You are deliberately missing the point or you didn't even read TFS. Then again, this is /., so both are possibilities. Here, let me spell it out for you, again. Apple didn't commit the labor offenses, but they did promise to not do business with companies who do commit those offenses. Now it is clear that they are breaking those promises because it's still profitable to do so, because for Apple fan-boys, cool requires sacrifice. And conscience is an easy thing to offer up.

Comment: Re:Despicable Greenpeace (Score 2, Insightful) 465

by Jawnn (#48589159) Attached to: Peru Indignant After Greenpeace Damages Ancient Nazca Site

Greenpeace has been, for quite some time now, nothing but a group lobbying for its self-interest...

Really? What interest is that? Please be specific. You really need to stop parroting Fox news talking points and thinking for yourself. While this stunt is nothing, if not stupid, Greenpeace's stated mission can hardly be described as "self interest".

Comment: Re:enjoy! (Score 0, Flamebait) 209

by Jawnn (#48564269) Attached to: Feds Plan For 35 Agencies To Collect, Share, Use Health Records of Americans

Well, you guys wanted federal health care.

Please don't act all surprised when this information is used for all sorts of other purposes.

You mean like the private insurance industry has already been doing for years? My insurance carrier is dictating my care to my physician now. I want the power to decide what's best for me place back into her hands. That will never, ever, happen as long as the private insurance industry remains in the position it's in.

Comment: Not Impressed (Score 4, Insightful) 209

by Jawnn (#48564249) Attached to: Feds Plan For 35 Agencies To Collect, Share, Use Health Records of Americans
Privacy and and security seem to be an afterthought, at best, in these plans and associated documents. Given the fact that attacks on health care data are already growing at an alarming rate (as predicted by many analysts) and that the health care industry is 10-20 years behind financial services when it comes to security and fraud prevention, this plan seems premature. At the very least, it's stated goals need to place privacy and security at the forefront, for until that gap is closed, any effort to expand the footprint of such sensitive information is, to say the least, misguided.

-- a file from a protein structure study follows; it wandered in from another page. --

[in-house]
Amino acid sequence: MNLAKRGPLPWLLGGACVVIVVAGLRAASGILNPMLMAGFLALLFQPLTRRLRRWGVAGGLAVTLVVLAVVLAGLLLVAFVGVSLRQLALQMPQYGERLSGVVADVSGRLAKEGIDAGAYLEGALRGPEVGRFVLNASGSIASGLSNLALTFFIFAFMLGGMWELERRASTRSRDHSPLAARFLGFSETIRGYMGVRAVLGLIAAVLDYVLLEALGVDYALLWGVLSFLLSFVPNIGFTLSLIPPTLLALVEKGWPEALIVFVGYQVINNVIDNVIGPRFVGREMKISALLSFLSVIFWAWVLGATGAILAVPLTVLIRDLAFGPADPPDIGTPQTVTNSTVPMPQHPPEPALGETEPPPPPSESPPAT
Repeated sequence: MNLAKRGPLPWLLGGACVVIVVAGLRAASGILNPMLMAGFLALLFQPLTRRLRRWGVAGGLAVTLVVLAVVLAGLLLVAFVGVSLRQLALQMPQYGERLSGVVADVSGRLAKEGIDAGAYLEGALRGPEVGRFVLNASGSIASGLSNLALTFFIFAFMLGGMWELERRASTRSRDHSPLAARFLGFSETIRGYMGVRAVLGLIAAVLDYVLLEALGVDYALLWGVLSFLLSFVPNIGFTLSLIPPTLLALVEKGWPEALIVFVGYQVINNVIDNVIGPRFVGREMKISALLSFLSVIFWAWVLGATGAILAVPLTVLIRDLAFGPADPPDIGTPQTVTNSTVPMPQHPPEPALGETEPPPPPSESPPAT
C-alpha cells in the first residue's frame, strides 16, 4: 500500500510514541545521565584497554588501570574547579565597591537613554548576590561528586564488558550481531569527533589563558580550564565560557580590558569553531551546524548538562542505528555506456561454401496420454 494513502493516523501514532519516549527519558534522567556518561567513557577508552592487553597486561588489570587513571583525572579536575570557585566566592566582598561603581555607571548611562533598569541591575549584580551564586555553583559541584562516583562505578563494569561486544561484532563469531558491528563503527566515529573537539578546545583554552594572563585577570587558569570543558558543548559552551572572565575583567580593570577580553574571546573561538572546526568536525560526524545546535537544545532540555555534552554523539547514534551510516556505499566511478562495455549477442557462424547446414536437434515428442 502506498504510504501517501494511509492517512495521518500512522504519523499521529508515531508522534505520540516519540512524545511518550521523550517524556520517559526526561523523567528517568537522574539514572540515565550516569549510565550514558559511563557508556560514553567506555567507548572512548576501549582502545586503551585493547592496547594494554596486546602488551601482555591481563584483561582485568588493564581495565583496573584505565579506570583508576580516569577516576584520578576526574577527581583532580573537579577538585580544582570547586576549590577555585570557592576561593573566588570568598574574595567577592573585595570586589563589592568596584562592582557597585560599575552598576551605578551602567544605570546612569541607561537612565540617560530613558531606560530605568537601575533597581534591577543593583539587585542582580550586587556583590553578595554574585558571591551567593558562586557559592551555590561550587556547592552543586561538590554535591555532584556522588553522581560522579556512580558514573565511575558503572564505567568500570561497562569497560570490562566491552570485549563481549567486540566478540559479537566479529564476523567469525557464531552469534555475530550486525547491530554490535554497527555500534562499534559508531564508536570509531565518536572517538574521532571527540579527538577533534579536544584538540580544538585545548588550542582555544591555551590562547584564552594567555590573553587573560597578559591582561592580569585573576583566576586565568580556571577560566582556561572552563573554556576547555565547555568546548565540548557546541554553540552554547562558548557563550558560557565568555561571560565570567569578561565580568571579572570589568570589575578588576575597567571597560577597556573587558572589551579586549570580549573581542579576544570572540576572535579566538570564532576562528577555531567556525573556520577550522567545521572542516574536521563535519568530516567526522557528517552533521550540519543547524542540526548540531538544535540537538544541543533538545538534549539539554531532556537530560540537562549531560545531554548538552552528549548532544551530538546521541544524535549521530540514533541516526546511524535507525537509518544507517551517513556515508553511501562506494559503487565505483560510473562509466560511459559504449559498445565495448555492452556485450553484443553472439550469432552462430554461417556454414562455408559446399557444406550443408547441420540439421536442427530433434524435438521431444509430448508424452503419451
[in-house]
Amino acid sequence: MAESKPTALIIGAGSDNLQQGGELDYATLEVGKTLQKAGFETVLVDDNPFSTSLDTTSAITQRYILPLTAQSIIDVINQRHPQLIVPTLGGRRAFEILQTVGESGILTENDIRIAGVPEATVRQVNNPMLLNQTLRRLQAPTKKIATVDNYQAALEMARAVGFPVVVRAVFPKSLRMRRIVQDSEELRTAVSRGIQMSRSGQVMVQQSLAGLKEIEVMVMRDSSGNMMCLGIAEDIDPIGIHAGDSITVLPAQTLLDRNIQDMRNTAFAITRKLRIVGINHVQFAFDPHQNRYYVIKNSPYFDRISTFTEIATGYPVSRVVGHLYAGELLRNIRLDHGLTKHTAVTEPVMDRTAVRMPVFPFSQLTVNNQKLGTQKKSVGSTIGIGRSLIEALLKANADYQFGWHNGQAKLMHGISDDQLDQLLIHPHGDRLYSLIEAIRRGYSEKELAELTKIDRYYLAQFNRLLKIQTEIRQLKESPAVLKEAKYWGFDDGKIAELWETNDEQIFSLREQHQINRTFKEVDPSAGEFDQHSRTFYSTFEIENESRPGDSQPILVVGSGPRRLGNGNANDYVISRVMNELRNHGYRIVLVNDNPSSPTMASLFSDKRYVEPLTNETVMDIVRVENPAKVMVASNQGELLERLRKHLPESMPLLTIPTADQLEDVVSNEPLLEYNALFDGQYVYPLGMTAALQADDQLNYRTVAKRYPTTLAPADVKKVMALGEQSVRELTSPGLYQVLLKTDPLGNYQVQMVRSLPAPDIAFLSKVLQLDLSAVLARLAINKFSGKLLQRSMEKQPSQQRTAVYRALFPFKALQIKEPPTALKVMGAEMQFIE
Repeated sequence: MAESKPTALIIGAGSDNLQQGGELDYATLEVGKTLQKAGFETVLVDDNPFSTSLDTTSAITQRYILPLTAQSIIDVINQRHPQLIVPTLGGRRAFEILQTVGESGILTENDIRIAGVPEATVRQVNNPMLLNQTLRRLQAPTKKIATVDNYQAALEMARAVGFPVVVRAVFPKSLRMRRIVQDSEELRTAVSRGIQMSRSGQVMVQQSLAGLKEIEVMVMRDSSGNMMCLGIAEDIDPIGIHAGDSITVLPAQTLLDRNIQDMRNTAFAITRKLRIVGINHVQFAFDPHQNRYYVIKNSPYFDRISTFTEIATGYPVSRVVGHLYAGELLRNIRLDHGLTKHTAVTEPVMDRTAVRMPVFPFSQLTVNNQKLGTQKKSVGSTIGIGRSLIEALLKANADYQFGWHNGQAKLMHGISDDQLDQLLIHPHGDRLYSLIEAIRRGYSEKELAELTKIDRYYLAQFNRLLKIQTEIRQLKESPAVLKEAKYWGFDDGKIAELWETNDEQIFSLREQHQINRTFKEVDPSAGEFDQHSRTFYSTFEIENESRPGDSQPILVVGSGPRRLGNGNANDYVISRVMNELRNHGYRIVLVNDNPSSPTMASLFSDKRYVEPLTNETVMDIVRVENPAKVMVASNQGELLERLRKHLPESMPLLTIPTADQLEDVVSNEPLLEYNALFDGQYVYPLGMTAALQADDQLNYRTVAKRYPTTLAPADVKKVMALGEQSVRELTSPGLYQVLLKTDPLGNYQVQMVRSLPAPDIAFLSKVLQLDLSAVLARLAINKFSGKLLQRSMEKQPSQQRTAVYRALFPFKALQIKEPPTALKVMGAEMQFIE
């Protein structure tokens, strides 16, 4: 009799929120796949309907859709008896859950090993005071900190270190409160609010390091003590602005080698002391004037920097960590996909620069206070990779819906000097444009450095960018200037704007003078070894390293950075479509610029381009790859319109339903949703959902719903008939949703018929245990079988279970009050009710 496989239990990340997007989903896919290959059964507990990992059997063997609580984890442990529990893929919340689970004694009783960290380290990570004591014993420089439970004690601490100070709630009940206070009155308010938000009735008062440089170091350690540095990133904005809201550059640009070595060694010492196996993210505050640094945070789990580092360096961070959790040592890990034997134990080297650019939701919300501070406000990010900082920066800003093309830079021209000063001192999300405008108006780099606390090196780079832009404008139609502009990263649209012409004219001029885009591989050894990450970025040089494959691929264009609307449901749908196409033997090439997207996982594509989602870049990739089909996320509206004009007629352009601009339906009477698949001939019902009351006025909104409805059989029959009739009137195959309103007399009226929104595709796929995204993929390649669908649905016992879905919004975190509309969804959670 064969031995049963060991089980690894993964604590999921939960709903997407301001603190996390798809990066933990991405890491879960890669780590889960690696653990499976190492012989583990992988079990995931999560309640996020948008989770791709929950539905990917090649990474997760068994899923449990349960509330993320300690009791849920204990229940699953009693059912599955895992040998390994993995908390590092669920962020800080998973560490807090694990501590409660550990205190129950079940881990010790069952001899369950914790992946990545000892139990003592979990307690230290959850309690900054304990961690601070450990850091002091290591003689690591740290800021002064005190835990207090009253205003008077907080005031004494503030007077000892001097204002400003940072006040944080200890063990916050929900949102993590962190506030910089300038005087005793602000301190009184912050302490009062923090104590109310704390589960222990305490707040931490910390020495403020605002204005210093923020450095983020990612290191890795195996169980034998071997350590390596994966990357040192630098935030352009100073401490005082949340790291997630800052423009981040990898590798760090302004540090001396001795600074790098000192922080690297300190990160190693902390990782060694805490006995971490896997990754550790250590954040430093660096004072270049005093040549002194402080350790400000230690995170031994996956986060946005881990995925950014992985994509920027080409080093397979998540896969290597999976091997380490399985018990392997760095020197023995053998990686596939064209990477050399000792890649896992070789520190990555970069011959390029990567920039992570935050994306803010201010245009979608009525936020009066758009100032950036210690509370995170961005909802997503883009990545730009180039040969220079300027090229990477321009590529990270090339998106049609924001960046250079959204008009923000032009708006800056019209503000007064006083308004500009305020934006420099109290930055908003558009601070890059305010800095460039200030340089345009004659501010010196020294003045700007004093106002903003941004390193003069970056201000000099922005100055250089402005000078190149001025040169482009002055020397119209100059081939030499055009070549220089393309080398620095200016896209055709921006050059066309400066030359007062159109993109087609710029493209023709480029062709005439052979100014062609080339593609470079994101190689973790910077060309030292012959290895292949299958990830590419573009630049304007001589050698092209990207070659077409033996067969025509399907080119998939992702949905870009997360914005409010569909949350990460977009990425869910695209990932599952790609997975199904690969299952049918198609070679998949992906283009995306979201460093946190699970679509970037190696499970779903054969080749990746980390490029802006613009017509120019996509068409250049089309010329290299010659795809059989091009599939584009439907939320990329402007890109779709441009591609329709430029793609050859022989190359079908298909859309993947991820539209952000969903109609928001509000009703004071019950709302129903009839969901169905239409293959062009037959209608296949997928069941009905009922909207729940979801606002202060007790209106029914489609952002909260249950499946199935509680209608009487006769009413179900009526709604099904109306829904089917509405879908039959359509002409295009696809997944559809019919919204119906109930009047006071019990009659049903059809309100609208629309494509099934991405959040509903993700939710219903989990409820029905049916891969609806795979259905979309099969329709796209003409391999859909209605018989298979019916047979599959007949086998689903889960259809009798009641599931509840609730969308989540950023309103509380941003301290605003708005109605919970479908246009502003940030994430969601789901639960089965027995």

Comment: Re:Suits without merit (Score 3, Insightful) 129

by Jawnn (#48549323) Attached to: Economist: US Congress Should Hack Digital Millennium Copyright Act

there's fuck all that stops anyone, individual or manufacturer from suing for any, or no, reason.

There exist rules against suits without merit, which can cause the plaintiff to have to pay the defendant's reasonable attorney's fees, sometimes with punitive damages tacked on for wasting the defendant's time. If plaintiff's counsel repeatedly fails to diligently investigate the merit of each case, counsel might end up fined or even disbarred.

Yes, but that does not prevent assholes from bringing worthless lawsuits. It might discourage even marginally circumspect lawyers from doing so, but the burden to challenge the merit of an action, once initiated, rests with the respondent.

"I got everybody to pay up front...then I blew up their planet." "Now why didn't I think of that?" -- Post Bros. Comics